It’s almost Diwali. My first one after getting married. The first Diwali away from my home – probably in my entire life.
And I am desperately, terribly homesick.
Nothing new actually. I have spent a considerable part of this year feeling homesick.
It’s really no reflection on marriage or married life – but to expect someone to be uprooted from one place and planted in another (irrespective of how good or bad the new place is) – there will be a part of one which WILL shrivel up (for a while at least).
I don’t know how females do it. I know many, many for whom the transition seems to have been painless. Females who seem to effortlessly morph into the dutiful bahu archetype. Maybe they are conditioned like that – and they view their parents home as the temporary abode and thus, moving out is just the natural progression they have expected all their lives.
I, however, was not raised like that. My home was my haven, my pocket of peace where I could come after fighting fires in the outside world. Even the couple of years I was not with my folks, it was my mental safe zone which I could run to as and when the need arose- and of course for festivals.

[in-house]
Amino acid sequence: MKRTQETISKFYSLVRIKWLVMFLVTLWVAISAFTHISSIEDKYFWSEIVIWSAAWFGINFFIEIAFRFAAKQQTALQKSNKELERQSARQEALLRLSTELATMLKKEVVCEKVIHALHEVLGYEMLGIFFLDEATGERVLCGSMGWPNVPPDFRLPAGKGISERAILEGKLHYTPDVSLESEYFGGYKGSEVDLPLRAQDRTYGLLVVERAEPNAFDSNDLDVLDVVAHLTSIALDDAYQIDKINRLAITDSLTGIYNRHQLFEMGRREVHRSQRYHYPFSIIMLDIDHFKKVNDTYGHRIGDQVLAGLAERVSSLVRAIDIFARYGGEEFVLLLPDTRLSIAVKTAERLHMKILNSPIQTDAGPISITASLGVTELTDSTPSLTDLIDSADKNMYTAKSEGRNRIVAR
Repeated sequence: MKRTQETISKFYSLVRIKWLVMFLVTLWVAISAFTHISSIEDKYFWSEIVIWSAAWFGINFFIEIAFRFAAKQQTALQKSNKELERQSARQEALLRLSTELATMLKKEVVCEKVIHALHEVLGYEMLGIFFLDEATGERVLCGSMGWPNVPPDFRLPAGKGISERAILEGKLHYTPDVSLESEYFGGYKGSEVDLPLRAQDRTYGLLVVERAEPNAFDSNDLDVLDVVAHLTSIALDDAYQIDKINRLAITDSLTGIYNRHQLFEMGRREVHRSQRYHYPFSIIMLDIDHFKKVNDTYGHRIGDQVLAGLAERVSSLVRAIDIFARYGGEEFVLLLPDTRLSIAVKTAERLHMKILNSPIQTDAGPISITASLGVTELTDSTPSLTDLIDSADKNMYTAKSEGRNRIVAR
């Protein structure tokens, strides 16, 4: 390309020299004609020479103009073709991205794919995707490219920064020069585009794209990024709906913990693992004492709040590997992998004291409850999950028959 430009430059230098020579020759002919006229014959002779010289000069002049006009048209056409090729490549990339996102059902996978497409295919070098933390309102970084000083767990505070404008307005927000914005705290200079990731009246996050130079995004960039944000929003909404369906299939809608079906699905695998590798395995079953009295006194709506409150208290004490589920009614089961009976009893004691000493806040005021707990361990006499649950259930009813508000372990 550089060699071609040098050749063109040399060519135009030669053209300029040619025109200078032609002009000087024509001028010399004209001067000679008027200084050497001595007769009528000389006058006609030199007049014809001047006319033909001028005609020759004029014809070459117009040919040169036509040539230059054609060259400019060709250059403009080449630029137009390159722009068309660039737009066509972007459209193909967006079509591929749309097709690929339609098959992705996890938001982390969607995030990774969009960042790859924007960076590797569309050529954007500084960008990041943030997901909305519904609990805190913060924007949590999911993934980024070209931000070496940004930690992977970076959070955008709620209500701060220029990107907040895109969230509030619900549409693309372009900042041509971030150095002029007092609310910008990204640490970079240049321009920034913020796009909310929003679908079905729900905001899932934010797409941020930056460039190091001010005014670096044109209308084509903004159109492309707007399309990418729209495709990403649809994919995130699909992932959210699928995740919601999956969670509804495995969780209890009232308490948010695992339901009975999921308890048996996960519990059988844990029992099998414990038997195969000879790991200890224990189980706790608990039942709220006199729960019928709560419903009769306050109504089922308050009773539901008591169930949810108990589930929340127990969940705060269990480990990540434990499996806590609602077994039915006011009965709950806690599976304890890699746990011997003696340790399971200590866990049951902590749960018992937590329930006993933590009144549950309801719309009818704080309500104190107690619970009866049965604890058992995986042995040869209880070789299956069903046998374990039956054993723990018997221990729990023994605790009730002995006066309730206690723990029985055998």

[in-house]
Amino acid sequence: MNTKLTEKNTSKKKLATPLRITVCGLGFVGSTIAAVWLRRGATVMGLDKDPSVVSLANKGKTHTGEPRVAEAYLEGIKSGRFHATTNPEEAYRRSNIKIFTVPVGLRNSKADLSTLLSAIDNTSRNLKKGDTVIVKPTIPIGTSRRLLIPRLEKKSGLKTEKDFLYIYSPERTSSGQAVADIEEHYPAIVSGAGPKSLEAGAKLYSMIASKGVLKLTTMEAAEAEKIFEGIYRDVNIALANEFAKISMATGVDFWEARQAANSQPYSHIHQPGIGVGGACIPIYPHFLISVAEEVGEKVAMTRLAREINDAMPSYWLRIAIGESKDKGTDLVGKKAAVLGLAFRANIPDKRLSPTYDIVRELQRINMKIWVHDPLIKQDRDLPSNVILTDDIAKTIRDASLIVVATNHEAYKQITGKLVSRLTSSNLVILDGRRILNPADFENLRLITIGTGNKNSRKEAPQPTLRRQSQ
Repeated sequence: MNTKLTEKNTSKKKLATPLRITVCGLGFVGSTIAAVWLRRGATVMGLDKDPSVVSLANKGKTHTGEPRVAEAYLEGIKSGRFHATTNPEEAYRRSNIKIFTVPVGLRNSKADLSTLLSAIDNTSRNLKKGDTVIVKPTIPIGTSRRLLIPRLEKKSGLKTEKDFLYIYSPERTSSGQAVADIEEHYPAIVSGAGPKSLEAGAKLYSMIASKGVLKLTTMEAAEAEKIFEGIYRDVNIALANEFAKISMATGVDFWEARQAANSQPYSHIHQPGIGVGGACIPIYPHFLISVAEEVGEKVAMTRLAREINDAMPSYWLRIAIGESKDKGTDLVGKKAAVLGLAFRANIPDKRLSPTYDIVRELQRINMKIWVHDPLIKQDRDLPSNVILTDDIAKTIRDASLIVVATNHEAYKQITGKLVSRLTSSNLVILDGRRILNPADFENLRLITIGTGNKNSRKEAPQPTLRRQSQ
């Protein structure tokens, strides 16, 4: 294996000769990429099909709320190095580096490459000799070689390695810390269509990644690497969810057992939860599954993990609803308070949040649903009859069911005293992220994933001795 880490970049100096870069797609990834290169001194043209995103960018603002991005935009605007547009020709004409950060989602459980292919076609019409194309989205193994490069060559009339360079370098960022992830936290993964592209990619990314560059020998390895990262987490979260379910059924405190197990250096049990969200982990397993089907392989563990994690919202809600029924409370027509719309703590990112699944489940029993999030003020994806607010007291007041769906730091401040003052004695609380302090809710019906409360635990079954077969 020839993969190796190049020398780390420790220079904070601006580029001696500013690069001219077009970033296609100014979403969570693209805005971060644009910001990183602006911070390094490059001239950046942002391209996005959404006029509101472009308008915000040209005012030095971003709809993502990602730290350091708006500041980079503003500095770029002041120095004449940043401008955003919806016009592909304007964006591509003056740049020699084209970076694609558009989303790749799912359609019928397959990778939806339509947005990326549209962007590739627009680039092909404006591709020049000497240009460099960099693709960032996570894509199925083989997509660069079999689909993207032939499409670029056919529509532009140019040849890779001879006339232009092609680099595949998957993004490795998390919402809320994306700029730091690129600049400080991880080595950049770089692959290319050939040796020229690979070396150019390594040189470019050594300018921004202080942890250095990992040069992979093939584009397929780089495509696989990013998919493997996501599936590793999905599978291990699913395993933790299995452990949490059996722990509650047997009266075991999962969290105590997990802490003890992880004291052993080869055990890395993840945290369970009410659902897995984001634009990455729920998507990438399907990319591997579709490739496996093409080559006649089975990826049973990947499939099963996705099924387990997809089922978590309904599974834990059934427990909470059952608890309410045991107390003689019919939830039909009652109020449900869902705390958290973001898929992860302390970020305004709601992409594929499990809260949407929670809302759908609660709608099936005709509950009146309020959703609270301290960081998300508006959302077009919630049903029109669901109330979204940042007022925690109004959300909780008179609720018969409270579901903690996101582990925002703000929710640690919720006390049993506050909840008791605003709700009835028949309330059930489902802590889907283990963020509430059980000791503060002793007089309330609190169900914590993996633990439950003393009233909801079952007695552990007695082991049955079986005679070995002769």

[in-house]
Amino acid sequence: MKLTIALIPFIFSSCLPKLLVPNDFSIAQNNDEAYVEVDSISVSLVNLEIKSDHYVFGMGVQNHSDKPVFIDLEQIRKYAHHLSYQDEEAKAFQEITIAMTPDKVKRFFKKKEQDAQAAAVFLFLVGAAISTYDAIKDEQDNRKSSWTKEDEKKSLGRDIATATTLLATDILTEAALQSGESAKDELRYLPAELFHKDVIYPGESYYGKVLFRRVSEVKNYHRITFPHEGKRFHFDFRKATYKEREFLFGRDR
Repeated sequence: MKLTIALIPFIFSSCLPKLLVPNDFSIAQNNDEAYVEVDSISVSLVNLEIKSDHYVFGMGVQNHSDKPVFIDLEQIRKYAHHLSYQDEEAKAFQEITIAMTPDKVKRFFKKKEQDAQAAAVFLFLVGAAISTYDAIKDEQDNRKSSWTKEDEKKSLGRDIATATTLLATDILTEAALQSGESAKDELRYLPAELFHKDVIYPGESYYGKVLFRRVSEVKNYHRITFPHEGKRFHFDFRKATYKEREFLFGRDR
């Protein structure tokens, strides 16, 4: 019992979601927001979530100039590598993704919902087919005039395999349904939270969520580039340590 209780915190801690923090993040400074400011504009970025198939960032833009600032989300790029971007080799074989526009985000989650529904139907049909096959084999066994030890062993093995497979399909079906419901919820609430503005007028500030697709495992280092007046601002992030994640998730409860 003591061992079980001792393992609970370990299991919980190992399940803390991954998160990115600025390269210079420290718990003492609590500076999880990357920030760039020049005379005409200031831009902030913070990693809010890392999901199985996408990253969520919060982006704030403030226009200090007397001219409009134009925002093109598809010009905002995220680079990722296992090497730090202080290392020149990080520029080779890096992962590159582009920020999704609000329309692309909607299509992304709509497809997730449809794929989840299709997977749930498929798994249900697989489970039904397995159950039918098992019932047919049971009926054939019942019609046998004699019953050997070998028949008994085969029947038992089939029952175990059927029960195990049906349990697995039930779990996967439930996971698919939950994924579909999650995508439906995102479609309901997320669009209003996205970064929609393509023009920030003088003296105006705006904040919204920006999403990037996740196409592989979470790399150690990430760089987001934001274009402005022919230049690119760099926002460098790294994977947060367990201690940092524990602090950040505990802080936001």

Now I don’t know where I belong anymore. Not quite there – because there is always the pressure of having to go back. Not quite here – well, because it’s new and all that.
Somehow, festivals always aggravate this sense of rootlessness. Maybe because you give up all the customs and little rituals you have done all your life and have to smilingly accept and do something else (especially if you marry into a different (albeit marginally different) community like I have) - and I suppose, festivals to most of us are the composite of many small rituals which we has done since time immemorial so any change in that takes away it’s essence and heart.
I do not think the in-laws will have the “Narkasur” effigy to be burnt the night before Diwali. Or the early morning (peculiarly Goan) spread of eight different pohas. Though they will have oil diyas – I am not sure they will smell quite the same as they do at home – the grainy, loamy smell of oil and fire and earth and childhood. I will miss climbing up precariously on wobbly stools to put the fiery flame coloured Akash-diya at exactly the right angle or crouching next to my mother as she sits with pots with multicoloured rangoli powders. A part of me will yearn for the pre sun-dawn bath with the ‘uthne’ and “haldi-coconut-milk’ followed by the traditional sandal soap. The smells and sounds and colors so interwoven with the Diwali of a cherished childhood.
In a few years perhaps, I will learn to look at the new customs as intrinsically mine – but till then, I think I will miss my Diwali.
May this year bring all of you much happiness, much color and much light.